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Political futures

— Will the Democrats win control of the House? Will the Republicans will hang onto the Senate? Who's going to win the presidency in 2008? No matter which side you come down on, there are virtual stock markets where you can put your money where your political views are. And an economist says the markets seem to do at least as well as the pollsters on predicting the election's outcome.

"Price is a beautiful thing," Justin Wolfers, an assistant professor of business and public policy at The Wharton School at the University of Pennsylvania, said Sunday. He laid out the latest line on political markets and other types of predictive schemes during the annual New Horizons in Science symposium, presented in Baltimore by the Council for the Advancement of Science Writing.

These sorts of markets aren't all that new - the Iowa Electronic Markets, for example, have been letting online users put down real money on their election projections for the past decade. Currently, there's a rising sentiment that the Democrats will indeed take over the House, with the Republicans in charge of the Senate.

To be sure, the outlook could change as quickly as the stock market does - but Wolfers' point is that online prediction markets can come closer to the mark than the political polls. "These markets are quite accurate on average," he said.

You don't even need to limit the trading pool to hard-core political junkies, Wolfers noted. In fact, it's better to have "as much uninformed, idiotic money in the market as you can," he said.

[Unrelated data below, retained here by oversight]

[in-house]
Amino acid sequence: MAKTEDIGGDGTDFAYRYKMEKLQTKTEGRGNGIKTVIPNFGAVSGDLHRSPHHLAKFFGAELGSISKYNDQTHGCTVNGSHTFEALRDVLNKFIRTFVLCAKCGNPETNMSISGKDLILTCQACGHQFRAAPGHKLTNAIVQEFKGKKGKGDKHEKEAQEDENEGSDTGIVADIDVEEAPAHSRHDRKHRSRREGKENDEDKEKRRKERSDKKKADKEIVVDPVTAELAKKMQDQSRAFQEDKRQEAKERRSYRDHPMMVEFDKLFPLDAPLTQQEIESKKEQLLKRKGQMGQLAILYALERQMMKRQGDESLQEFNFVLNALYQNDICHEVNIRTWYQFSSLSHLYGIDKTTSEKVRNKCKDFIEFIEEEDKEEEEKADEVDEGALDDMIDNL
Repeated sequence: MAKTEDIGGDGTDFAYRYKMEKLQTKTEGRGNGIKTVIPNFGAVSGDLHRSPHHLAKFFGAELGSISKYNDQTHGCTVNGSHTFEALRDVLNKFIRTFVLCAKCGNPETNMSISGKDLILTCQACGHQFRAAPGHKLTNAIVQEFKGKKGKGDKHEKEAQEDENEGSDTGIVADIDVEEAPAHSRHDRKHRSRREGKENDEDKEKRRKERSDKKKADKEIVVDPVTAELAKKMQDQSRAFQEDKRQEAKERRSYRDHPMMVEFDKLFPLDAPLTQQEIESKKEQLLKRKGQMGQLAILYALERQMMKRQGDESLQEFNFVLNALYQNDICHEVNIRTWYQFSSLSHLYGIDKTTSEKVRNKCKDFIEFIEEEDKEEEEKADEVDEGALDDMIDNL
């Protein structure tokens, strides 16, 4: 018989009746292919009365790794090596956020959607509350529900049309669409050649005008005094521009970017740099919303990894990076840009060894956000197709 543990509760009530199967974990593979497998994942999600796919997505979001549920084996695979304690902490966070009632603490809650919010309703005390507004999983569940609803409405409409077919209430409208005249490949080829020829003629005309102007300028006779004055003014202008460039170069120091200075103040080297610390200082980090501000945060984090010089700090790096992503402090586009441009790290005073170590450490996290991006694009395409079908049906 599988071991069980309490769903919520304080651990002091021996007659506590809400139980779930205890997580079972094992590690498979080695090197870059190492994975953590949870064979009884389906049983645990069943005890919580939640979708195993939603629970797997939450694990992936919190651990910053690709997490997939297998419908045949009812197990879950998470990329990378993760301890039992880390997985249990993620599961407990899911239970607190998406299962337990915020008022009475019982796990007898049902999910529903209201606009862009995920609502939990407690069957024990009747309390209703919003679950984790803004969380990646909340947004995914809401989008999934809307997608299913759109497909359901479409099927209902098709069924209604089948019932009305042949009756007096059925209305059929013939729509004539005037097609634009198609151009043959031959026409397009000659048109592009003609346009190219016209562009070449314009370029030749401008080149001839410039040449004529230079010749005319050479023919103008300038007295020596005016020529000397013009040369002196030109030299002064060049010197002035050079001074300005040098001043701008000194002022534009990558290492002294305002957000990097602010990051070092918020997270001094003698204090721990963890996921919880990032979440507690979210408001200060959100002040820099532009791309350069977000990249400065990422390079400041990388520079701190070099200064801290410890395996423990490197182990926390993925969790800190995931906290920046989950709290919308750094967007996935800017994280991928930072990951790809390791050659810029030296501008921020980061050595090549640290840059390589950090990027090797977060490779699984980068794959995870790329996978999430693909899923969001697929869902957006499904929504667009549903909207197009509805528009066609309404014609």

"It's their money that draws in the intelligent money," he explained.

Wolfers took a closer look at some of the past and present predictions - and laid out some interesting implications:

  • Based on a market analysis of the prices for Democratic primary contenders in 2004, as well as the trading on the party's presidential prospects back then, vice-presidential candidate John Edwards just might have won the election if he had run at the top of the ticket. Edwards had a market projection of 55.4 percent of the vote - while the actual Democratic candidate, John Kerry, came in at 50.1 percent.
  • For the 2008 election, a similar analysis projects Sen. Hillary Clinton, D-N.Y., as garnering 48.7 percent of the virtual vote, while "Anybody But Clinton" tests out at 48.1. "The implication is that Hillary is at least as electable as the competing Democratic candidates," Wolfers said.
  • On the other side of the political fence, Sen. John McCain, R-Ariz., draws a virtual vote of 54.0 percent, with "Anybody But McCain" getting 43.8 percent. Wolfers said that should give pause to anyone in the Republicans' ABM camp.
  • On other fronts, the markets indicate a 28 percent chance that terrorist leader Osama bin Laden will be captured by 2007; a 28 percent chance that Iran will be attacked by the end of 2007; a 20 percent chance that military action will be taken against North Korea by the end of 2007; and a 22 percent chance that Defense Secretary Donald Rumsfeld will resign in 2006.

"As of now, you're a certified political expert," Wolfers joked.

Under questioning, the economist acknowledged that markets weren't the perfect way to arrive at rational results, whether you're talking about predicting elections or making investments.

"The markets do it terribly," he admitted. "But 'terribly' turns out to be better than anyone else can do."

For more from Wolfers about prediction markets, check out this PDF file of a draft paper he and a co-author put together in 2003. You can also monitor the Iowa Electronic Markets, as well as the NewsFutures prediction market, the Foresight Exchange and TradeSports. There's even a box-office futures market at the Hollywood Stock Exchange and a hurricane futures market at HedgeStreet.

If you're interested in a newfangled approach to grand old political coverage, be sure to check in with our recently redesigned politics section. And let me know whether you think all these prediction markets are the wave of the future or just a gimmicky gamble.